Being one of the few who exhibited at BOTH shows, There is an interesting comparison to be made between COMIC CON and TR!CKSTER in terms of sales, and it is not what you might expect. ALL my books sold better at Tr!ckster, where I paid no booth fees. That is a very sobering fact. When even my presence at Comic Con helps my books sell no better than at a store where I was not even around most of the time, it really highlights the notion that people at Comic Con are not there for books at all.
And the WINNER of the event IS… EVERYBODY!!
It was fun starting this post by casting Tr!ckster as an opponent to the huge Convention across the road, but it didn’t feel that way at the time. They are related but separate things. One is about spectacle and promotion, the other about creating and connecting. Julia said it best when she noted that Tr!ckster actually ADDED to the Comic Con experience, taking the comics-themed fun into the evening and giving us all one MORE reason to be in San Diego that week. In fact, I can see a time when San Diego in July might become a FESTIVAL rather than merely a convention, with events happening all over the city that week (or even that entire month?) There could be COMIC CON, TR!CKSTER and a multitude of other small pop-up events. I like that idea.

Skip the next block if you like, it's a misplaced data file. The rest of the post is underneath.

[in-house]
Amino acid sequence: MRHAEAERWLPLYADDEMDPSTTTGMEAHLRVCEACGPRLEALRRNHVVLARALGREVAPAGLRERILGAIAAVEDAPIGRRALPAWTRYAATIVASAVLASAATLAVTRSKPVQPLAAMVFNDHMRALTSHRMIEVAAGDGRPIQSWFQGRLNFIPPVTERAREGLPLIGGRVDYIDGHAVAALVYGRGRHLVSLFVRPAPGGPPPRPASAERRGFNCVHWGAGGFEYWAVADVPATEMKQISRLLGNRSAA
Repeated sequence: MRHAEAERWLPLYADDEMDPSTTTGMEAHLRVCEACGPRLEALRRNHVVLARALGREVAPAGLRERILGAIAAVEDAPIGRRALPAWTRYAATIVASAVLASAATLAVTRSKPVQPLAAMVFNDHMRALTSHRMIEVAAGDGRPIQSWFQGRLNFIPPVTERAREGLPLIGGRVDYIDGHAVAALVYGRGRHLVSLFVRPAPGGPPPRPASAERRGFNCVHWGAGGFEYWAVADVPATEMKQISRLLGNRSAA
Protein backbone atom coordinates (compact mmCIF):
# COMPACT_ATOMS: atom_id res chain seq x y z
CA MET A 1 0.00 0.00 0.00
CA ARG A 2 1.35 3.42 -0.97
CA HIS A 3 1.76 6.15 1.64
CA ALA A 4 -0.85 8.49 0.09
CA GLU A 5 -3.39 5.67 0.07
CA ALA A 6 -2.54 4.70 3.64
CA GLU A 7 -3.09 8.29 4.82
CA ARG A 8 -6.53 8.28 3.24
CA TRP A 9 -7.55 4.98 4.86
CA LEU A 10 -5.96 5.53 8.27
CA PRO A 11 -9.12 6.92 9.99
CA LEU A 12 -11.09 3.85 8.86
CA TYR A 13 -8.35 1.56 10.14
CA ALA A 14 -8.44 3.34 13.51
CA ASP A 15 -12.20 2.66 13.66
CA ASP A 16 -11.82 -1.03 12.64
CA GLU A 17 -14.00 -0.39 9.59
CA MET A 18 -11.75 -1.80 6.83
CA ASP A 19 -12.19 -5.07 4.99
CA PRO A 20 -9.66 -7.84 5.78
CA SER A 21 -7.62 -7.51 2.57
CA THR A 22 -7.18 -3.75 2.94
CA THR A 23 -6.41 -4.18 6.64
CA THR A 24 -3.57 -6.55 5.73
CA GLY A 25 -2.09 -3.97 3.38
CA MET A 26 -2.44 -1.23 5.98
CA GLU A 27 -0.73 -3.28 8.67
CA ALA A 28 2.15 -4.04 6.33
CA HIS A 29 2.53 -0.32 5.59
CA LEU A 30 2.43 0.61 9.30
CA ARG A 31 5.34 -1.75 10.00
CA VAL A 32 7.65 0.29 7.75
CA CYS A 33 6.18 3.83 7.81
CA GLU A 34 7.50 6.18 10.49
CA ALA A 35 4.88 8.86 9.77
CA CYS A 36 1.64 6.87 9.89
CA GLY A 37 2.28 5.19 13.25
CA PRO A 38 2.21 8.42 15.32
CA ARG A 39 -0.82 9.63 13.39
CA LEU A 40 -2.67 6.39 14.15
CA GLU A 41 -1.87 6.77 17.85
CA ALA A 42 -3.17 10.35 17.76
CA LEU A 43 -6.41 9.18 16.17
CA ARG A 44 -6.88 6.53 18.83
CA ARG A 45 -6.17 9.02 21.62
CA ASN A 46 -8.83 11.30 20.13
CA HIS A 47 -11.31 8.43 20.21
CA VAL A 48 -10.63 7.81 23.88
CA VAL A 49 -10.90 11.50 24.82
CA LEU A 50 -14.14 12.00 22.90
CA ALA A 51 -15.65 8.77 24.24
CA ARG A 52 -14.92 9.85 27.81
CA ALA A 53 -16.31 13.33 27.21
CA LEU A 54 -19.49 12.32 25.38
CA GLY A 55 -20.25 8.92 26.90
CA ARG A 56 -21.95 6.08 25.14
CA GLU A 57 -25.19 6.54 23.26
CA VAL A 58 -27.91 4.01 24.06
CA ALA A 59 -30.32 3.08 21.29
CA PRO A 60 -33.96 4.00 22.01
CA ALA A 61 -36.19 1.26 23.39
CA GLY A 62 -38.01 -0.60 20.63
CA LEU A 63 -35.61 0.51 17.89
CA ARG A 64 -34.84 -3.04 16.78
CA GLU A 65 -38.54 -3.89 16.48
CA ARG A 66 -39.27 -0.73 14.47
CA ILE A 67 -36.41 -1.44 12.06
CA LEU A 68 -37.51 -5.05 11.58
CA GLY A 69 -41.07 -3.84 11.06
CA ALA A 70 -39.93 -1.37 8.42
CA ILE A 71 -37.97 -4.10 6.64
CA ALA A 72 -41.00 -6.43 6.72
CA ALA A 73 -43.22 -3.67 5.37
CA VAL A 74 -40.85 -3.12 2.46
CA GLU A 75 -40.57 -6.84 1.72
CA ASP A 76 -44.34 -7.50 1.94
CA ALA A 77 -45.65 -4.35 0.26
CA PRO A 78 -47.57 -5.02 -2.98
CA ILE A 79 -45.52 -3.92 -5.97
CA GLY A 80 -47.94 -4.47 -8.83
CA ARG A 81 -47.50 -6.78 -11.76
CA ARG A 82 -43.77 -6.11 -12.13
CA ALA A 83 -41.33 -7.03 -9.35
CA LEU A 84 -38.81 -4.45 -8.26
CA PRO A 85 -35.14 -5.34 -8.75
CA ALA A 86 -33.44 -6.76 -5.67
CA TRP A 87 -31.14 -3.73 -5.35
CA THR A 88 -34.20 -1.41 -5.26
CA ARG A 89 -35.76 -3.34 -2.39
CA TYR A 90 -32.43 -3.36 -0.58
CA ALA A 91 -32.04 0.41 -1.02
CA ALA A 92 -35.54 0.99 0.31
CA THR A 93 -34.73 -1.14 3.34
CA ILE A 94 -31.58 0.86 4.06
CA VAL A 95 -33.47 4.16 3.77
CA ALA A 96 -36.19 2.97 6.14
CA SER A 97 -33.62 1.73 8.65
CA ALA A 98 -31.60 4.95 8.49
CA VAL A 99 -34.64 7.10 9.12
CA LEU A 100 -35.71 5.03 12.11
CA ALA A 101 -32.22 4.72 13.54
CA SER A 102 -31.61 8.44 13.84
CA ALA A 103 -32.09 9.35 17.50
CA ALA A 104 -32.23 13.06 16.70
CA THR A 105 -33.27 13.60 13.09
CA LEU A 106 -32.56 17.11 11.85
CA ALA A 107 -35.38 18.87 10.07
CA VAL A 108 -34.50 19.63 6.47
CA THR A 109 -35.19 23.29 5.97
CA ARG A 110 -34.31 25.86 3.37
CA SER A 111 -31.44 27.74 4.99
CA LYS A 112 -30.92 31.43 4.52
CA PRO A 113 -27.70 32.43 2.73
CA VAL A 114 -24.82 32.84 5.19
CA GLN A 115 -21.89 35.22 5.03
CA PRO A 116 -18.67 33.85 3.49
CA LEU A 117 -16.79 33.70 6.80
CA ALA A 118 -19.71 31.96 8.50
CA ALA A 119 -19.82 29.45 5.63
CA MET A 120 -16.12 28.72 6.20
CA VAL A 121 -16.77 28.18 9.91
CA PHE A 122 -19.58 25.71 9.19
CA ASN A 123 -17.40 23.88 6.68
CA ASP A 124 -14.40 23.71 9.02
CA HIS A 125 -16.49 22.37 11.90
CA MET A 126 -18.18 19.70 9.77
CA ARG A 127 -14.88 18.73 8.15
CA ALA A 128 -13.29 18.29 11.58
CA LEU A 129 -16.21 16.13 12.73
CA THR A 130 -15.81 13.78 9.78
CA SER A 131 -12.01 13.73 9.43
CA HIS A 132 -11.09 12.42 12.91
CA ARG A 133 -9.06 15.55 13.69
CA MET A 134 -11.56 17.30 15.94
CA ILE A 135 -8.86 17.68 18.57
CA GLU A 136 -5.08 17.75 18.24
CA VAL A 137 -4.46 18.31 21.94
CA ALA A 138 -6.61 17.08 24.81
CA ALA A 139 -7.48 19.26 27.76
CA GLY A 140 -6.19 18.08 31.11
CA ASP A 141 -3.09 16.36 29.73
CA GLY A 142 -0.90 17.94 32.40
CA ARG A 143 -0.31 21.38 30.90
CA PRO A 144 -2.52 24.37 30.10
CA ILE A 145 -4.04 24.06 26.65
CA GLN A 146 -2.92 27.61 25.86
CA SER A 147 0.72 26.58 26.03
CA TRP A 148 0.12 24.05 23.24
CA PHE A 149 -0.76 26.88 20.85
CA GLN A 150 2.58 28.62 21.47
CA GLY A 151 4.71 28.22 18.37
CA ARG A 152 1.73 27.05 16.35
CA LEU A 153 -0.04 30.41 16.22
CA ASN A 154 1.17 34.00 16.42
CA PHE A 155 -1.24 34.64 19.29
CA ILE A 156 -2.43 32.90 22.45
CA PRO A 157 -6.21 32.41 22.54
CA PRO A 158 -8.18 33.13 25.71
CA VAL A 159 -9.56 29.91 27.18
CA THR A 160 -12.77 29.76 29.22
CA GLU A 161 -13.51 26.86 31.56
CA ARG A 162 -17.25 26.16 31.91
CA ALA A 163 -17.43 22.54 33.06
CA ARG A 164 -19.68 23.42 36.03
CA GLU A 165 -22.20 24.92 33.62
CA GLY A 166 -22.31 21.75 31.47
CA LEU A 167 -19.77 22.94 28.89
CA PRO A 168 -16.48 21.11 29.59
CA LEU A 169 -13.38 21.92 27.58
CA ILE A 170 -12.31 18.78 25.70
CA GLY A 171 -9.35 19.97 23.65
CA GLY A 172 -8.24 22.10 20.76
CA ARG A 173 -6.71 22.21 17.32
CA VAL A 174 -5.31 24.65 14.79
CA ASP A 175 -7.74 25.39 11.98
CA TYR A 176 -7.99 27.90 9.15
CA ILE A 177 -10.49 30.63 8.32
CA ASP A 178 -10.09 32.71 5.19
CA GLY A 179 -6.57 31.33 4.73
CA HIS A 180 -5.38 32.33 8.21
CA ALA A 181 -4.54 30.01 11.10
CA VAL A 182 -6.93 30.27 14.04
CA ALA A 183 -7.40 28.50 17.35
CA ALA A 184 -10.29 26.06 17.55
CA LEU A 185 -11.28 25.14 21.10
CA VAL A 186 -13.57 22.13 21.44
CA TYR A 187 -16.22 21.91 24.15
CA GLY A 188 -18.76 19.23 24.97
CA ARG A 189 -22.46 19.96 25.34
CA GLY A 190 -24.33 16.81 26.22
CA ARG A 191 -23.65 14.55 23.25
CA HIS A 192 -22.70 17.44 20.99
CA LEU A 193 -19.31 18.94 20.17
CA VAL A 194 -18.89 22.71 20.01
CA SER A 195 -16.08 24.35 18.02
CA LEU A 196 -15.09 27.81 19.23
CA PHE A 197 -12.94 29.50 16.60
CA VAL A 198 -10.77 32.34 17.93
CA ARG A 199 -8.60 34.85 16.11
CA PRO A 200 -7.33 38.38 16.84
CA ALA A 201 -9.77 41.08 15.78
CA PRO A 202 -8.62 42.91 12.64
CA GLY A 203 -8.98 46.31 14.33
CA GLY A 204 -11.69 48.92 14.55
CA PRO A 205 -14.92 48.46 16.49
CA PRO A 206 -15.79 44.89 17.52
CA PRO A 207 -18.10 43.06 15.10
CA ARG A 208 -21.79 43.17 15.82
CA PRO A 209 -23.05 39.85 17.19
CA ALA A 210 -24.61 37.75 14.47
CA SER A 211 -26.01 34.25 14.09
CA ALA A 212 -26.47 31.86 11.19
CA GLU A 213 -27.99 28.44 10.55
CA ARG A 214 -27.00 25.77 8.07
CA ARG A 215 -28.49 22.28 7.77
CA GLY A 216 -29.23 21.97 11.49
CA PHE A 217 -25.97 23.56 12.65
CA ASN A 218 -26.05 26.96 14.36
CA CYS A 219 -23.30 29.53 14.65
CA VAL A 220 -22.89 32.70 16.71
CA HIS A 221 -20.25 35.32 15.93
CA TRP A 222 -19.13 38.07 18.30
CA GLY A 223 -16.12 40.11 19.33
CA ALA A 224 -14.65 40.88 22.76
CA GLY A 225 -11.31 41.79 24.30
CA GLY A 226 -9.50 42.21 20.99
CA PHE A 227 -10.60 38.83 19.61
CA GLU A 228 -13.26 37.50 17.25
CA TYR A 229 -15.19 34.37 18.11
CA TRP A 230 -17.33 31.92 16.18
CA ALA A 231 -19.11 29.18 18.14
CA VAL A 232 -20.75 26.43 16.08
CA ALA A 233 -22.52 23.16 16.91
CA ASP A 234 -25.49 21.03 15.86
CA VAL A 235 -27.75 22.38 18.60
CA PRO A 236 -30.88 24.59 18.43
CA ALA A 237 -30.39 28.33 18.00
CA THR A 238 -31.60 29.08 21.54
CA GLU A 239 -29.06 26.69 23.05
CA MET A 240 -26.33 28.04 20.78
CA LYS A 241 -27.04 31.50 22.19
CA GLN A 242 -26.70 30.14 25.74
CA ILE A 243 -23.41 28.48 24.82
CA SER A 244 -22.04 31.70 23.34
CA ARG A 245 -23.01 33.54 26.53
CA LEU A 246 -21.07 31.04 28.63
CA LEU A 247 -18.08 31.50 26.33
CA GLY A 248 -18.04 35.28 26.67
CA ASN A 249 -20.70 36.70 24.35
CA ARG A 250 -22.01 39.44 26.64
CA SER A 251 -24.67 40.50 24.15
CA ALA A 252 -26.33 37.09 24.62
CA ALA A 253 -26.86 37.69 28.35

At the beginning of the CREATOR CON discussion, some envisioned a getting back to basics CONVENTION; a booth-based show that focused on artists the way Comic Con used to, 30 years ago. But the Tr!ckster guys decided to do something that would NOT be modeled on the classic convention format. Tr!ckster is very much artist driven but is something like an art SALON or gallery. Meaning that there is still room for more re-imaginings from other people if they want to do the leg-work. The Tr!ckster crew has shown the way; You don’t need to wait for permission to make the thing happen that you want to see happen! There will be room for other shows, possibly also happening concurrently with Comic con. I love it.
thanks to Julia Lundman, Tony Preciado and the INTERNET for the photos!